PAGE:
Calling System.exit() inside ANY servlet-related method is always 100% incorrect. Your code is not the only code running in the JVM - even if you are the only servlet running (the servlet container has resources it will need to cleanup when the JVM really exits.)

The correct way to handle this case is to clean up your threads in the destroy() method. This means starting them in a way that lets you gently stop them in a correct way. Here is an example (where MyThread is one of your threads, and extends ServletManagedThread):

public class MyServlet extends HttpServlet {
private List threads = new ArrayList();

// lots of irrelevant stuff left out for brevity

public void init() {
ServletManagedThread t = new MyThread();

public void destroy() {
for(ServletManagedThread thread : threads) {

public abstract class ServletManagedThread extends Thread {

private boolean keepGoing = true;

protected abstract void doSomeStuff();
protected abstract void probablySleepForABit();
protected abstract void cleanup();

public void stopExecuting() {
keepRunning = false;

public void run() {
while(keepGoing) {

Anonymous said...

Indeed, destroy() method is there for a reason and that is cleanup. This is also very important to prevent memory leak in Java application e.g. closing any database connection or releasing file handlers etc. In any case, you should not call System.exit() if you are running in a java server e.g. tomcat, glassfish, weblogic, websphere or jboss.

Verhás Péter said...

If the servlet container runs servlets under the default security context on a mission critical server it deserves to be crashed. And sysadmin should be fired.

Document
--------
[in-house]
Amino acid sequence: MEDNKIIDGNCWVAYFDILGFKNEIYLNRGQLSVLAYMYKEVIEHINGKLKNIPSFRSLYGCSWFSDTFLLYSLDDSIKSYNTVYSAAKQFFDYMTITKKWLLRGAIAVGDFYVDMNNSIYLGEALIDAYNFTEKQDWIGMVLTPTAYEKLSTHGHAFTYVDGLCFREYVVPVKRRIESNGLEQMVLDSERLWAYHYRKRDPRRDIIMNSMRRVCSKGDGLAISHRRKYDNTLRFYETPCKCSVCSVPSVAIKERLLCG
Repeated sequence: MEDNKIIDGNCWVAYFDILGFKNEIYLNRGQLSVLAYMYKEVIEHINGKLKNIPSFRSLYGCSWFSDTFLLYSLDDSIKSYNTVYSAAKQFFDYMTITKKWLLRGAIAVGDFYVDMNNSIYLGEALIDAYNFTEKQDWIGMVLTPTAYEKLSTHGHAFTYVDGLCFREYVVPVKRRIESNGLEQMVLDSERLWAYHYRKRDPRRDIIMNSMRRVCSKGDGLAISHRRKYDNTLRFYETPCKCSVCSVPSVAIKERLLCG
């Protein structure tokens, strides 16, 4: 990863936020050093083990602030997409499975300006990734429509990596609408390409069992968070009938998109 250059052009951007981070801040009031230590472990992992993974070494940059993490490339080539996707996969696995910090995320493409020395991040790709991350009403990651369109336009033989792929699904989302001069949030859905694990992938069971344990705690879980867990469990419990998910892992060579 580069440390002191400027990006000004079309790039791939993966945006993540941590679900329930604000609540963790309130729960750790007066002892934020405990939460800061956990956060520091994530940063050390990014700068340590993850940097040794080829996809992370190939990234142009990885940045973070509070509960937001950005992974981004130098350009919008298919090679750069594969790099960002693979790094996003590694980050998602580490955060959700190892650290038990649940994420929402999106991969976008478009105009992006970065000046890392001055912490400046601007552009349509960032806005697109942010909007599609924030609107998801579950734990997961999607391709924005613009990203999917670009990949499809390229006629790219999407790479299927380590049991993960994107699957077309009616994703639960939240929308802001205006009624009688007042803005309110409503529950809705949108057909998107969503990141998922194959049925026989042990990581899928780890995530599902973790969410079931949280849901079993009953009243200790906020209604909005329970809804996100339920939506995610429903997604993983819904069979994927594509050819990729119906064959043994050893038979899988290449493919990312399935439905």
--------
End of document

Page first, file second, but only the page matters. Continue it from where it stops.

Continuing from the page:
rockey said...

i have a web application running in production on linux server so how can i stop that application and deploy my new jars ?what is the correct way

javin paul said...

Hello @rockey, if you just have your web application deployed in the server then you can stop the server, deploy new WAR file and restart the server. If it contains other application which cannot be stopped, then you need a webapp similar to manager webapp of tomcat. The stop and start the server is what many company use.

Anonymous said...

Fantastic explanation, thanks so much!

Anonymous said...

So, instead of System.exit(1) or System.exit(0), we can use something like below

throw new RuntimeException("error starting application"

javin paul said...

Hello @Unknown, yes you can throw RuntimeException whenever expected conditions are not met but in web application, you don't really start anything. When you deploy your WAR file , servlet container like Tomcat configure URL path and initialize Servlet to process HTTP request. When Request comes, a Servlet or Filter is assigned based upon web.xml, the process is still the tomcat which can run multiple web application.